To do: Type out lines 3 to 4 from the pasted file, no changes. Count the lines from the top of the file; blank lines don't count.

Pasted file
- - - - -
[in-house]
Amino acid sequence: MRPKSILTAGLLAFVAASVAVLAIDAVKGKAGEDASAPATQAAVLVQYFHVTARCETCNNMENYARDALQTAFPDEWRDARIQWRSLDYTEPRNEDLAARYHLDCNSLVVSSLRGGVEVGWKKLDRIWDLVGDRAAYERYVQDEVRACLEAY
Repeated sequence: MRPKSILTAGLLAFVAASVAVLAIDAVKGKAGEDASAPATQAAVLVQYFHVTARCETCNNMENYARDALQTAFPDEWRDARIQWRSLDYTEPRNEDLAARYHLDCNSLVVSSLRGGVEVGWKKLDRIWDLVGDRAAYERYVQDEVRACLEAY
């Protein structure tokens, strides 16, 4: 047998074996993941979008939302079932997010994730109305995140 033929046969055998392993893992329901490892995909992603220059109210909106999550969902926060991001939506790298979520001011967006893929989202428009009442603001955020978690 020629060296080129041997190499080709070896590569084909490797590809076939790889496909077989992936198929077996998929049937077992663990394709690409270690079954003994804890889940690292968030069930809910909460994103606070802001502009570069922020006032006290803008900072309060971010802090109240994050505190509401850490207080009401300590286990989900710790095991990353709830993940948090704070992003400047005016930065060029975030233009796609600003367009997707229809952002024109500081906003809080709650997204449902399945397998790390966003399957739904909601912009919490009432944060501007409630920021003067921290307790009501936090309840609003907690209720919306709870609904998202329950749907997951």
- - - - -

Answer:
Repeated sequence: MRPKSILTAGLLAFVAASVAVLAIDAVKGKAGEDASAPATQAAVLVQYFHVTARCETCNNMENYARDALQTAFPDEWRDARIQWRSLDYTEPRNEDLAARYHLDCNSLVVSSLRGGVEVGWKKLDRIWDLVGDRAAYERYVQDEVRACLEAY
């Protein structure tokens, strides 16, 4: 047998074996993941979008939302079932997010994730109305995140 033929046969055998392993893992329901490892995909992603220059109210909106999550969902926060991001939506790298979520001011967006893929989202428009009442603001955020978690 020629060296080129041997190499080709070896590569084909490797590809076939790889496909077989992936198929077996998929049937077992663990394709690409270690079954003994804890889940690292968030069930809910909460994103606070802001502009570069922020006032006290803008900072309060971010802090109240994050505190509401850490207080009401300590286990989900710790095991990353709830993940948090704070992003400047005016930065060029975030233009796609600003367009997707229809952002024109500081906003809080709650997204449902399945397998790390966003399957739904909601912009919490009432944060501007409630920021003067921290307790009501936090309840609003907690209720919306709870609904998202329950749907997951």